* Kroll tried to prevent Massie’s execution on the grounds that he was mentally ill, incurring his friend’s wrath.
Most particularly, saying “ana al-Haqq” — “I am God” — and poems directly identifying himself with divinity were thought by the state theologians to have mystical wisdom for initiates, but to be exceedingly dangerous sentiments to set loose among the hoi polloi, especially given popular devotion to the Abassid government that was less than ironclad.
In truth, al-Hallaj’s condemnation seems to have been rooted in contemporary imperial politics, his demise representing the (momentary) upper hand of the more autocratic elements against potentially more sympathetic parties.
He spent eleven years in a Baghdad jail, reportedly enduring torture with placidity. Accounts of his execution speak of him greeting a horrific death with joy.
Mansur al-Hallaj remains revered today among mystically inclined followers of many faiths and admired by many westerners, factors which do not quite resolve the dispute over his place within Islam. Ultimately, the rightness of his choices remains very much in the eye of the beholder.
On this date in 1977, the former president of the Congo, Alphonse Massamba-Debat, was summarily shot after his successor was assassinated.
A teacher by training and a member of the country’s powerful namesake tribe, Massamba-Debat (the link is to his French wikipedia page, which has considerably more information than the English entry) was a government minister who took power in a 1963 military coup that overthrew the former French territory’s first post-colonial government.
In a revolutionary age, Massamba-Debat swung with a Marxist-Leninist ideology. He ran a one-party state — winning a post-coup 1963 election by the comfortable margin of 100-0 — and met with Che Guevara during the latter’s African mission, while also setting up the first stirrings of industrialization.
The mix of true belief and opportunism in that formula is anyone’s guess; the brutality of his militias steadily eroded his “unanimous” popular support, and in 1968 he was toppled by another leftist, Marien Ngouabi.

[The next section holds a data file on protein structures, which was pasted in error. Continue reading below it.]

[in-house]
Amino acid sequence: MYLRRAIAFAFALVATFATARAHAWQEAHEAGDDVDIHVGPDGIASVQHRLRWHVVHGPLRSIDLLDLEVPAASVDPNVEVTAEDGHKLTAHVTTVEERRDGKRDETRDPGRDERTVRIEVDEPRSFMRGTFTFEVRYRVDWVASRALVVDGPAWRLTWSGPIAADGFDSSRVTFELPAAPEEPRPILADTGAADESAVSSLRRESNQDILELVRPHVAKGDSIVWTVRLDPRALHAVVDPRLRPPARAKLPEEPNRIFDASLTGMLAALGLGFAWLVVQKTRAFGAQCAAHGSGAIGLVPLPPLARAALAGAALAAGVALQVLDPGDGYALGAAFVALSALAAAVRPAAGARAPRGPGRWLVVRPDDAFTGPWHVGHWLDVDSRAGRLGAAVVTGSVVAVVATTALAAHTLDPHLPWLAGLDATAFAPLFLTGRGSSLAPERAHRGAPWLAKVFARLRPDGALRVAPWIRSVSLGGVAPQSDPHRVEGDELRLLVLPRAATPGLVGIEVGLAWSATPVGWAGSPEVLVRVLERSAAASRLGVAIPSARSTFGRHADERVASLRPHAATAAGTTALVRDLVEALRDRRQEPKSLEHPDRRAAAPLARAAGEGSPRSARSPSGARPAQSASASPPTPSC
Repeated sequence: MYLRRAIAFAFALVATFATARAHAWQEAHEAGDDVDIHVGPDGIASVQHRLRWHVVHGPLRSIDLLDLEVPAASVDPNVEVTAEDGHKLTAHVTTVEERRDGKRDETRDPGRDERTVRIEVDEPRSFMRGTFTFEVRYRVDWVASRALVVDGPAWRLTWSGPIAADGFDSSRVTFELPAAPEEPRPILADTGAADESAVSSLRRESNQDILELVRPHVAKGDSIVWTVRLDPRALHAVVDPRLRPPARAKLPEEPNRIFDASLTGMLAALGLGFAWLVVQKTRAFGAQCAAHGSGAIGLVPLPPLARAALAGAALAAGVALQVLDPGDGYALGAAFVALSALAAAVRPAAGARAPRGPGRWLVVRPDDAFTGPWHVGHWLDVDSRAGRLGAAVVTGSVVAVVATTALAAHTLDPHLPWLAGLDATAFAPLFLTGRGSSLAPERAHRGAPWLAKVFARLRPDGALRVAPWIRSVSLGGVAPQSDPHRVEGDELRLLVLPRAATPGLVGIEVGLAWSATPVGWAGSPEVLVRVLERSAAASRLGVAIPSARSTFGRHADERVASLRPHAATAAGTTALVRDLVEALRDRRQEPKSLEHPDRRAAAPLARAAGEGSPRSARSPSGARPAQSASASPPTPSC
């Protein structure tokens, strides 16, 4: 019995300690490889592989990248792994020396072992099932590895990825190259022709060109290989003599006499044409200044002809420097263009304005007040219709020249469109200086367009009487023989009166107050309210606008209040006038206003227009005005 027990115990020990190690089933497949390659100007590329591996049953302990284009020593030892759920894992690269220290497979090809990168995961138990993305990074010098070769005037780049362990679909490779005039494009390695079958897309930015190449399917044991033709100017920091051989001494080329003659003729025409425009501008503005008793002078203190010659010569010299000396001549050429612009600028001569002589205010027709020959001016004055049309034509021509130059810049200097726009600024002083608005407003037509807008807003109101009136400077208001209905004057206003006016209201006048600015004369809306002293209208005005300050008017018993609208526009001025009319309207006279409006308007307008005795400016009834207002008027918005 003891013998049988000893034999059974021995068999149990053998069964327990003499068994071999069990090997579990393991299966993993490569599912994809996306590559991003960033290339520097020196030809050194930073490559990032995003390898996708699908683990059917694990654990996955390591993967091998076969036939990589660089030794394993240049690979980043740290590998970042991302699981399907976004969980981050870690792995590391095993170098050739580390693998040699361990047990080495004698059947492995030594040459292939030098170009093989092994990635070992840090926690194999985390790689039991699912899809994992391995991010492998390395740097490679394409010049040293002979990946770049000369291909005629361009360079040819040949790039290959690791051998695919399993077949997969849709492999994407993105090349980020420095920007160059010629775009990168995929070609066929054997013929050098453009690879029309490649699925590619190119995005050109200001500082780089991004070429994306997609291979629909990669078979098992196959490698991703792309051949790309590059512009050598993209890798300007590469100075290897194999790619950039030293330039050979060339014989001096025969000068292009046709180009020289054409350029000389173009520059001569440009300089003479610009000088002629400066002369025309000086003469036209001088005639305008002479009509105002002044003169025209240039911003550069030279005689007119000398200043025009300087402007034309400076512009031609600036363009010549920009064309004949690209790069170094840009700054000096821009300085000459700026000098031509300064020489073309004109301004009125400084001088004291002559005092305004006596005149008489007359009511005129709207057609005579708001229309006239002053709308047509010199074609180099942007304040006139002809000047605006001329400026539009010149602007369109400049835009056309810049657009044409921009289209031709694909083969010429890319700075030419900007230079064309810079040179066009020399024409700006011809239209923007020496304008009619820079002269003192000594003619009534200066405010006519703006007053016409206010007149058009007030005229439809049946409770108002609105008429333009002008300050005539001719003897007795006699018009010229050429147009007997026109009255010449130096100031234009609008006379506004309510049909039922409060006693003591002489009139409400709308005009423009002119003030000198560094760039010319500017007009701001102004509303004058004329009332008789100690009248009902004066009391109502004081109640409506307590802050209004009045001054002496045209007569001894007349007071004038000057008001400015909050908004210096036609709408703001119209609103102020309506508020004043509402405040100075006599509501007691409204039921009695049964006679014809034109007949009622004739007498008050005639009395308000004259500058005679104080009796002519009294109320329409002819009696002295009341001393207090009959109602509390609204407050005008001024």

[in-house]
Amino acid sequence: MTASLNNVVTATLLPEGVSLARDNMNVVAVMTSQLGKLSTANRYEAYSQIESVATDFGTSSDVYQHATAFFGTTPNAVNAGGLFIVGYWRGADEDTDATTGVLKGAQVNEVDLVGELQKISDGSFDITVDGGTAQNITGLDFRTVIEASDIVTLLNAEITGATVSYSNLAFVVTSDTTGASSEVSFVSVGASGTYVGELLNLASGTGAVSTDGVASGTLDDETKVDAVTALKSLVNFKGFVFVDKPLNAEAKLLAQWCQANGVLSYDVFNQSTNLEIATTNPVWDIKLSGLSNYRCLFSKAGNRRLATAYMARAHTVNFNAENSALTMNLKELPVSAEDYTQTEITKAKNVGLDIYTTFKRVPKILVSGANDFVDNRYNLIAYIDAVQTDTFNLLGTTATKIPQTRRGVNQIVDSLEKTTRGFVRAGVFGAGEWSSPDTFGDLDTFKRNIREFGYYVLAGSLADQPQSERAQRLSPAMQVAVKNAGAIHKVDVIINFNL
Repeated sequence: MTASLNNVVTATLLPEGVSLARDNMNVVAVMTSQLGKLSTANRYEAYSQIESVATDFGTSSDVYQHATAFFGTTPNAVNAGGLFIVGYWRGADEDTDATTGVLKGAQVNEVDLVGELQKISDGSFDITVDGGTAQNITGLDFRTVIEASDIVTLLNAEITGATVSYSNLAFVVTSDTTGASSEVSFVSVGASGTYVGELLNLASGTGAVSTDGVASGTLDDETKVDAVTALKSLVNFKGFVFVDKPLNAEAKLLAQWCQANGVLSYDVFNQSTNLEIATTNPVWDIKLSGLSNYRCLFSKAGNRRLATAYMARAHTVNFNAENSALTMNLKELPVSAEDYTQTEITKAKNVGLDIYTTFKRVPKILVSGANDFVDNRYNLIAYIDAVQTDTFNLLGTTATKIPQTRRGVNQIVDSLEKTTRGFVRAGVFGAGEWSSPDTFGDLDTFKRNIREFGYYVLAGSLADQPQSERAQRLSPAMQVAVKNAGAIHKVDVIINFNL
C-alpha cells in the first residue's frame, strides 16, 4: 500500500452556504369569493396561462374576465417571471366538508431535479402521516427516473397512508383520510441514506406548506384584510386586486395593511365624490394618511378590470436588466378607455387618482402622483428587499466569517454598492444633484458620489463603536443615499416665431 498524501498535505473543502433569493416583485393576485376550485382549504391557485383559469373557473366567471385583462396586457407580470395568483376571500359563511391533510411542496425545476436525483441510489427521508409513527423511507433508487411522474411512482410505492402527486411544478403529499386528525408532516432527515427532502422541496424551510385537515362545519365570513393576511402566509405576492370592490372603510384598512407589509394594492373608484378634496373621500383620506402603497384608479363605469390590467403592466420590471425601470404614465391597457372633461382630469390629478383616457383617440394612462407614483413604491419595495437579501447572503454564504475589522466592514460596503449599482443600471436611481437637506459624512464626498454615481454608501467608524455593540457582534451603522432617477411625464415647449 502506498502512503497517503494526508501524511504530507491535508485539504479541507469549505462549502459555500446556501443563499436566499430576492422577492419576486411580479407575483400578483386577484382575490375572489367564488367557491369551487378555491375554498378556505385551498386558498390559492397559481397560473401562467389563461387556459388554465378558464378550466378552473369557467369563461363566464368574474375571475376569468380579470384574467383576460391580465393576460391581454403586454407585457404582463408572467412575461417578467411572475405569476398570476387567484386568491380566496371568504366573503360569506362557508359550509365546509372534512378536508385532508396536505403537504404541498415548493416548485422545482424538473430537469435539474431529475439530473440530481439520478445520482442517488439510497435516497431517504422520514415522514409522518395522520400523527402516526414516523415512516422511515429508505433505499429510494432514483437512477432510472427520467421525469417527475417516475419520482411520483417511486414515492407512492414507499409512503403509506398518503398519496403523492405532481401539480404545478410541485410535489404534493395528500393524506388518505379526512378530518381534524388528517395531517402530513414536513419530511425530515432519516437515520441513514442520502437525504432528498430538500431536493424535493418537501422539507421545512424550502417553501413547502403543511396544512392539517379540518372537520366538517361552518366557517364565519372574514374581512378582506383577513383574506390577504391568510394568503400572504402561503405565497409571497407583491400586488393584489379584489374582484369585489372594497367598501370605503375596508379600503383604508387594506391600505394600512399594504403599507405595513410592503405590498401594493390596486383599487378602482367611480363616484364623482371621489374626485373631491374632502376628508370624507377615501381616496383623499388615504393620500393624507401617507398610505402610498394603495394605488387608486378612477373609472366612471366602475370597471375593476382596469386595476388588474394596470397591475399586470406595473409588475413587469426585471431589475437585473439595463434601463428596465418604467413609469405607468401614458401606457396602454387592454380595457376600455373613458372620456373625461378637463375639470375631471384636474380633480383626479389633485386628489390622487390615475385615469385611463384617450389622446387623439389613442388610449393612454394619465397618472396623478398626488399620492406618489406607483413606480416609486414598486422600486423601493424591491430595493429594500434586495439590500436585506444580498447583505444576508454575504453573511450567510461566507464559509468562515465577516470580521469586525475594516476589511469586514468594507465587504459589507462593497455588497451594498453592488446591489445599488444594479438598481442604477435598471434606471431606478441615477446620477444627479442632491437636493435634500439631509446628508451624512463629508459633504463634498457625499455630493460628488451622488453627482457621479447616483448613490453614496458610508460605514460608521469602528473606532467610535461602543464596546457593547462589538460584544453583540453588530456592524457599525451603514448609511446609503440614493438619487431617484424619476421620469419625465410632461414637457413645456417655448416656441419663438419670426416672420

That marked the end of Massamba-Debat’s meaningful political career.
Oddly, he was tried immediately after his overthrow for some of his regime’s notable political murders, but was acquitted and allowed to retire to his village: the new government plainly didn’t consider him much of a threat.
But when Ngouabi was assassinated in his turn on March 18, 1977 — for causes that remain unclear but that may have had to do with French energy interests in the region — the army seized control and purged numerous officials for supposed participation in the plot. Massamba-Debat, notwithstanding a dearth of evidence actually implicating him, was by virtue of being an overthrown former ruler far enough under the shadow of official distrust to find his name on that deadly list.
Massamba-Debat was officially rehabilitated in 1991, and is now far enough clear from the taint of treachery against his still-popular successor to have a stadium named after him. (the link is in French)
On this date in 1944, Nazi troops occupying Italy avenged a partisan attack by executing 335 Italian hostages in the Ardeatine caves outside Rome.
Part of the cave complex where the massacres took place, barred by a decorative gate.
It was six months since Germany had invaded her onetime ally, eliminating those fascists who had deposed Mussolini. Now an occupied country — an increasingly tenuous occupation as the Allied war effort bore down on Germany — Italy’s partisans multiplied.
On March 23, some of them bombed a German army column, killing 33.
The Germans ordered an immediate reprisal, although there were administrative debates over how many hostages to shoot for each casualty. Hitler initially ordered a staggering 100:1 ratio, the sort of boundary-pushing command that makes 10:1 look like the choice of moderate, reasonable mass-murderers.
A motley collection was hastily assembled to fill the quota: regular prisoners, captured partisans, men from the neighborhood and from the Jewish community rounded up randomly,* even a young Italian diplomat (the link is in Italian) being held as a political suspect. So hastily was it done, the killers miscounted the harvest — as one later explained in a deposition: